Viewpoint: Kweku Bedu-Addo
Ghana has experienced some formidable macroeconomic challenges since 2013, characterised by high inflation in excess of 20% per annum; a slowdown in real annual GDP growth to below 4%; a sharp rise in the deficit-to-GDP ratio to above 12%; a debt-to-GDP ratio higher than 60%; a sharp annual depreciation of the Ghanaian cedi in consecutive years; and an extended energy crisis. In addition, the country signed on to a three-year IMF front-loaded extended credit facility in 2014, which involved a front-loaded fiscal adjustment with inevitable adverse consequences on economic growth, given the government’s dominance in the economy. At the onset of 2016 the Ghanaian economy was also impacted by the significant volatility suffered by emerging markets.
The energy crisis compelled a lot of companies to invest in off-grid solutions, which adversely impacted the bottom line. Manufacturing and financial services companies were hit, and the cyclical collapse of commodity prices, including gold, cocoa and crude oil – which are all very relevant to Ghana’s economic performance – further compounded the structural challenges to the economy.
Under these circumstances, it is understandable that investors maintained a cautious approach to new investment in Ghana. With the money market offering very high yields relative to the equities market and critical macroeconomic indicators beginning to stabilise and trend positively, we are now seeing a gradual and cautious uptake of Ghana risk by investors, once again. In the short term, the economic challenges have had an adverse effect on earnings across the economy, including companies listed on the GSE. However, as these pressures begin to ease, we can expect a return to more benign market conditions that will enable the continuation of investment and growth in earnings. We also expect this to coincide with a drop in yields of money market instruments and a switch, by investors, towards equities.
In November 2016 the government of Ghana successfully issued a 10-year local currency bond with a yield of 19%. The target issuance was heavily oversubscribed, which is a very promising indicator of the general direction of yields, as well as money market activities. It may ultimately bode well for the equities market, as yields on short-term instruments are expected to fall due to sustained fiscal and monetary discipline. It is our expectation that more benchmark issues on the bond market will contribute to an extension of the local yield curve beyond 10 years to 15 and 20 years, respectively. This is consistent with Ghana’s frontier market peers, Nigeria and Kenya.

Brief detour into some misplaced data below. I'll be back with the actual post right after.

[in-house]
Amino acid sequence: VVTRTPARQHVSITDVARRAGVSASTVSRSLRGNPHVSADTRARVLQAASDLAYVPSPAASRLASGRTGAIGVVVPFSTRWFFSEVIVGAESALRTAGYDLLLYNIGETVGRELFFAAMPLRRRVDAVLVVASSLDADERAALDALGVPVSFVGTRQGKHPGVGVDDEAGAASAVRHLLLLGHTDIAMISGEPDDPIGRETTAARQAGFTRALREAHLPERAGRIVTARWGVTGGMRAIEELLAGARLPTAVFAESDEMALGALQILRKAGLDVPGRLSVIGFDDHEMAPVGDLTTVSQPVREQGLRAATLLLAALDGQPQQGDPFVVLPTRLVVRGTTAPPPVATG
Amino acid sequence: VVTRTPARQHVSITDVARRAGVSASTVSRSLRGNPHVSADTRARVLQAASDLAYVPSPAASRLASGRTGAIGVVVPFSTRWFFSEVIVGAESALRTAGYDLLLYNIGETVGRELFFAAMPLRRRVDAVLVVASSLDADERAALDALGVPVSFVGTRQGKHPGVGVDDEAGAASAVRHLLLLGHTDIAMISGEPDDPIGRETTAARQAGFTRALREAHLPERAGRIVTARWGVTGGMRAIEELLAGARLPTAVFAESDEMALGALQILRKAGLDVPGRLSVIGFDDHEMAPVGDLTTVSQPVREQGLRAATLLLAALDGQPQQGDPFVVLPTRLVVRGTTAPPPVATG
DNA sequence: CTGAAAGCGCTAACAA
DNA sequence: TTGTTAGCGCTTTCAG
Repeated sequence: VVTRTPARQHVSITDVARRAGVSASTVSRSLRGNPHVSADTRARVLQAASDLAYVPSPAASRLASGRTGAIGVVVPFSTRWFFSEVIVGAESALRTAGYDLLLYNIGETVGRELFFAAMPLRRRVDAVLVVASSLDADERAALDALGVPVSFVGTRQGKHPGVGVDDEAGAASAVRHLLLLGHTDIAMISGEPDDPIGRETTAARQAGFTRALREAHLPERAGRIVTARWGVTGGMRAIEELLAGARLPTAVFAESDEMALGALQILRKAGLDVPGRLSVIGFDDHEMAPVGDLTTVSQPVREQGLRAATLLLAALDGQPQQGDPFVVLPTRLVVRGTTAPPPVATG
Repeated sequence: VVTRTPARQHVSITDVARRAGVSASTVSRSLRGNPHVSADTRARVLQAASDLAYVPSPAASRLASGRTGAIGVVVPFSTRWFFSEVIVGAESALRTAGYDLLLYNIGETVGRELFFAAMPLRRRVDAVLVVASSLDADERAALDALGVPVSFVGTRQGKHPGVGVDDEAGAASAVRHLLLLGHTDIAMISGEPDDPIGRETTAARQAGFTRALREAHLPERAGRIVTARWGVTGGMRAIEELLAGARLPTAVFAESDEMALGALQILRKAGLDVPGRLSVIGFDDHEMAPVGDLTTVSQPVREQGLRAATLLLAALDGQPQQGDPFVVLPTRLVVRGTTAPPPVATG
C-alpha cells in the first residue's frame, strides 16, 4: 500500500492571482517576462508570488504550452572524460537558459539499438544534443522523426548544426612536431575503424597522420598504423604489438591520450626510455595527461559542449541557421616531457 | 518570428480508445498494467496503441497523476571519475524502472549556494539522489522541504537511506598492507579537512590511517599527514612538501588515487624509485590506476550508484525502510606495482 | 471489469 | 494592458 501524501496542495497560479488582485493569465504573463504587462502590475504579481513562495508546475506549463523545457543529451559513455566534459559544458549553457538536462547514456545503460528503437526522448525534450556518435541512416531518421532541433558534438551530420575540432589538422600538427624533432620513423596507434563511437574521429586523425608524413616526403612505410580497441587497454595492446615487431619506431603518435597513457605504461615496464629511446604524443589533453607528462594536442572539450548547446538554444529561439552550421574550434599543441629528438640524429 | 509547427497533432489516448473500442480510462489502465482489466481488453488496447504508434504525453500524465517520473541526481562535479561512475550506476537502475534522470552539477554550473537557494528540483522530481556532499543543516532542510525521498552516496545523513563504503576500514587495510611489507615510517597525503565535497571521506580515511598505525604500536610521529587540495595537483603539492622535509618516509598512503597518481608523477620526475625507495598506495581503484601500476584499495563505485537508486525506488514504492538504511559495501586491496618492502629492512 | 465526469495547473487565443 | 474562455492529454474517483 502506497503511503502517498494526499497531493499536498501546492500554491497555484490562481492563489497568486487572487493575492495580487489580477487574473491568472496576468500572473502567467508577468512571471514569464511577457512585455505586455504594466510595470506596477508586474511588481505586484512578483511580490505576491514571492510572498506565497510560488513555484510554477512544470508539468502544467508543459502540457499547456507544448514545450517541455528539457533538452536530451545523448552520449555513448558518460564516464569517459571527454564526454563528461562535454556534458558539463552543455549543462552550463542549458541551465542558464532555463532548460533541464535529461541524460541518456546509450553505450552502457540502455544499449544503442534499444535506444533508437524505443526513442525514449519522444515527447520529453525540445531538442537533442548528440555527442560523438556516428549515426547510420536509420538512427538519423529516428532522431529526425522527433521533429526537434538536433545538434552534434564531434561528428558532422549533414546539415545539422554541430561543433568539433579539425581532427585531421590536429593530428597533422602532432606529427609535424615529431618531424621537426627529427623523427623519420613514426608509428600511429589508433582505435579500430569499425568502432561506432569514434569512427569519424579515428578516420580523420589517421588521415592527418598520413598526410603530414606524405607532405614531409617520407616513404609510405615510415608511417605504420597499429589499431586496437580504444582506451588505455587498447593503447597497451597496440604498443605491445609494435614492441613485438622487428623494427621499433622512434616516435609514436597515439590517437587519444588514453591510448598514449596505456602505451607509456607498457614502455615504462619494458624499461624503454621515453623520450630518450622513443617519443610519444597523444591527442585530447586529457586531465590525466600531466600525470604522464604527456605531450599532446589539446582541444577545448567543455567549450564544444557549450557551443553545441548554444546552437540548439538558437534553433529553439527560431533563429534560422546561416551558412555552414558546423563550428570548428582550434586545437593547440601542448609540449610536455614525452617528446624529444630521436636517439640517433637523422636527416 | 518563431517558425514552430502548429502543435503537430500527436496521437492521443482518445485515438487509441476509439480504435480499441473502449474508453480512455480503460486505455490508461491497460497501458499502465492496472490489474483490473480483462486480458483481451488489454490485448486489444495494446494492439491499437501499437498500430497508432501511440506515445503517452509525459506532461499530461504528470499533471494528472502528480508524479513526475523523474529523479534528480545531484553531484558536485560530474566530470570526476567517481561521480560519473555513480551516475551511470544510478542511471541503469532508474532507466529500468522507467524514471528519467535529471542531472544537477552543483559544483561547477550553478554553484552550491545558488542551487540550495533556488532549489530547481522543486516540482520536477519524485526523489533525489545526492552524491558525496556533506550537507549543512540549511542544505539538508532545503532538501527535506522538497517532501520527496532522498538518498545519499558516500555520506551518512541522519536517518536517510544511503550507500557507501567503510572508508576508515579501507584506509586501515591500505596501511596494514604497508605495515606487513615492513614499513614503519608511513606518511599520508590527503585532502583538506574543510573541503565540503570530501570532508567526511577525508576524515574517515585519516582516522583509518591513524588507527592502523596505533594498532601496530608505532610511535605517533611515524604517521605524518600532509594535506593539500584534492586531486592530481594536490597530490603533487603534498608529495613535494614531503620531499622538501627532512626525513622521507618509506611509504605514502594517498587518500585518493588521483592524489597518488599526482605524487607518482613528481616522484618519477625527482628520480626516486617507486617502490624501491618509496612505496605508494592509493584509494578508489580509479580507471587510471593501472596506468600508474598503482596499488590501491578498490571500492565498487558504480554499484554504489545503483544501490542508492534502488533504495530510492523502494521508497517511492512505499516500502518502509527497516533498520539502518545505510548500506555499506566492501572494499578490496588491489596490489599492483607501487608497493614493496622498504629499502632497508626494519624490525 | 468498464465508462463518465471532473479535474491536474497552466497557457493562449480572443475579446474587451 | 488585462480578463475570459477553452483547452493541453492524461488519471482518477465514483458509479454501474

At the GSE we also want to see greater participation of local asset managers and pension funds in both the equity and bond markets, and to avoid over reliance on foreign portfolio investors in driving trading activity. This diversification will be most welcome as it minimises volatility in the currency market.
As the domestic fund management industry grows, we expect larger pools of liquidity to create healthy competition with foreign flows for listed securities. The creation of the Ghana Fixed Income Market (GFIM) in 2015 to help facilitate secondary money market development is progressing well, as trading activity continues to trend upward with an improved and transparent price-discovery mechanism.
The Ghana Alternative Market (GAX) has also been created to facilitate the listing of small and medium-sized enterprises (SMEs).
There are promising signs that SMEs will be tapping into this especially, as arrangements have advanced far enough to provide financial support for funding advisory and pre-listing services. In the medium term, the expansion of market arrangements beyond the main exchange of the GSE, to include the GFIM and the GAX, will facilitate more diversified channels and instruments for broader investor participation along the anticipated road to recovery and growth.
Credit: Oxford Business Group